Editorial Board logo

Support Local Journalism


Subscribe


The Canyon County Sheriff’s Office’s policy of contacting the federal Immigration and Customs Enforcement Office every time someone suspected of being “foreign born” comes to the county jail raises a number of concerns.

We understand that the job of the sheriff’s office is to execute and enforce the laws and Constitution of the United States. When someone from outside the United States enters the country without permission and not through a U.S. port of entry, that person is breaking the law.

So what’s wrong with sheriff’s office employees making a quick phone call or sending an email to their fellow law enforcement officers in the federal government to check on the citizenship status of a suspect?

One of our concerns is the potential for racial profiling. What is the criteria being used for calling ICE to check on the citizenship status of a suspect in custody? Is it simply because someone has darker skin, has an accent or doesn’t speak English at all?

Emails obtained by the Idaho Press from the month of March show that whatever criteria the sheriff’s office is using is flawed, as some people whose information was sent to ICE turned out to be U.S. citizens. Let that sink in for a minute. The Canyon County Sheriff’s Office was contacting the federal government to check on U.S. citizens.

Next, since when does the sheriff’s office serve at the pleasure of the federal government? Remember when the federal government tried to limit wake zones in Lake Lowell? Canyon County officials were about ready to revolt against — or at least sue — the federal government over the apparent overreach of the federal government. Now, Canyon County wants to serve as an arm of the federal government.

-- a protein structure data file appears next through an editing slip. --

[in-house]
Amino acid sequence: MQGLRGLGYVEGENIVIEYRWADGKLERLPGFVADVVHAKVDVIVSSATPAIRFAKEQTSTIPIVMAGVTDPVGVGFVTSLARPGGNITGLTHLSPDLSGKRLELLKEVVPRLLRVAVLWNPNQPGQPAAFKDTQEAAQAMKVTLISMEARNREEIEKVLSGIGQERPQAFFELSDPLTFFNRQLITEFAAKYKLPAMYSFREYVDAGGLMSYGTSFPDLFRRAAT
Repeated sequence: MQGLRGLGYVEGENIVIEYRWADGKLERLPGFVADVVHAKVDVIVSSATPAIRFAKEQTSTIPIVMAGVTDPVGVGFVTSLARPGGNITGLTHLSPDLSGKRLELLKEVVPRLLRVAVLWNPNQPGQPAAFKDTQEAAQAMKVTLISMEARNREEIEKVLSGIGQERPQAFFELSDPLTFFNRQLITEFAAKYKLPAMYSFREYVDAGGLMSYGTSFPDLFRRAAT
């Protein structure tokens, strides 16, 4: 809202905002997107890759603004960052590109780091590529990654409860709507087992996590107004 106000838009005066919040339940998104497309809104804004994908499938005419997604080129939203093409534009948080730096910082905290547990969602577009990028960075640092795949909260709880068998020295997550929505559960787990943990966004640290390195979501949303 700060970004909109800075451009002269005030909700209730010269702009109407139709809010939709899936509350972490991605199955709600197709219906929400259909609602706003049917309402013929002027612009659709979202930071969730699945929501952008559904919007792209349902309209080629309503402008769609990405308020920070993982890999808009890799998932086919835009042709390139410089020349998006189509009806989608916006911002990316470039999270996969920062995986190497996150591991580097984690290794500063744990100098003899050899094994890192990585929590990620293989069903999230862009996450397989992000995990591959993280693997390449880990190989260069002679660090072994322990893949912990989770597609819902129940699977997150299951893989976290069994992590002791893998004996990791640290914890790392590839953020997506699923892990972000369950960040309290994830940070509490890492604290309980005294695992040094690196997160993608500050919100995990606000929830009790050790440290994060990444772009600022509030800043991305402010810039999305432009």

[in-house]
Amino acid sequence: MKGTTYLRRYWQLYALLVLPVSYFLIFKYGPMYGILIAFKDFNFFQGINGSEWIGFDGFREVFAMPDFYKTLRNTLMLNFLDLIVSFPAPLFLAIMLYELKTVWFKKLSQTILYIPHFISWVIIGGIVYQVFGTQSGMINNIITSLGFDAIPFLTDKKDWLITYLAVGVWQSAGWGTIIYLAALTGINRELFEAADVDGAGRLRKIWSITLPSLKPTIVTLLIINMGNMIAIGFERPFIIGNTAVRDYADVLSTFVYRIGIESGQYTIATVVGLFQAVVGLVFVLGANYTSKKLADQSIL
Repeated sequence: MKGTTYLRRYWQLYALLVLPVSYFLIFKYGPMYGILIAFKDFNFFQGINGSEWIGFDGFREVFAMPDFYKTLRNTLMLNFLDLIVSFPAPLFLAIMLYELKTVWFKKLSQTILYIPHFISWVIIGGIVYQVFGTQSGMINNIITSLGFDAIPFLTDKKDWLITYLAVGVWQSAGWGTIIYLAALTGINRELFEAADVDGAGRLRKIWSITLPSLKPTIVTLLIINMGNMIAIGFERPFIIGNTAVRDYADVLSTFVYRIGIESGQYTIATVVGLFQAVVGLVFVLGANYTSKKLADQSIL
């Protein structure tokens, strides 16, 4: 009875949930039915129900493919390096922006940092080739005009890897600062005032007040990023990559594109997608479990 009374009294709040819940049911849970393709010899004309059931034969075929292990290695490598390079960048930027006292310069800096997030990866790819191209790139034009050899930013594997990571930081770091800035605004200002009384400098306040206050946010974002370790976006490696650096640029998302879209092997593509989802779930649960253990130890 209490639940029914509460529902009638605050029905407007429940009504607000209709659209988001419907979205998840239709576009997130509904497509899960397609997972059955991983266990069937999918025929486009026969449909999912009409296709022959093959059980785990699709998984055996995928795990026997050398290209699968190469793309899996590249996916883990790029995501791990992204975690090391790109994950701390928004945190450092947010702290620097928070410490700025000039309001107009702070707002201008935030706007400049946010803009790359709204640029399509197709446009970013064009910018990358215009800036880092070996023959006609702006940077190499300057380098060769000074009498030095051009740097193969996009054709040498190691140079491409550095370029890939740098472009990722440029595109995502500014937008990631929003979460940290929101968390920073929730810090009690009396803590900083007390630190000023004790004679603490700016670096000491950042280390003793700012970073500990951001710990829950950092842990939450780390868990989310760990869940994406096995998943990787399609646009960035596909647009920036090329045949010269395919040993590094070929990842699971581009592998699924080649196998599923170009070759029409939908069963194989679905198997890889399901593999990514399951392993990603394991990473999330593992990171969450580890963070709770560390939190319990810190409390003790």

We are also concerned about the erosion of public trust in law enforcement with this practice. Take, for example, the case of a man’s death last year after a Mexican band performed at the Ford Idaho Center. Nampa police officers had a difficult, if not impossible, job of getting witnesses from the Spanish-speaking community to come forward to help figure out what happened.

Public safety is law enforcement’s number one priority, but if residents have a mistrust of the local police agencies, that could negatively affect police agencies’ ability to ensure public safety.

The Nampa Police Department told the Idaho Press, “As far as our dealing with citizens of our community and our town, we don’t care about their status, as far as documented and undocumented. It’s not going to affect how we treat you or how we treat the crime, if you’re a victim or suspect.”

However, if a resident knows that if, for whatever reason, you’re hauled down to the county jail, you’re subject to being reported to the federal authorities, you might be less likely to help out your local police agency or to trust them enough to report crimes.

It might raise the specter in some people’s minds whether local police agencies are “out looking” for undocumented immigrants, arresting them on any pretense, however minor, in order to take them to jail, where the sheriff’s office can report them to the federal authorities.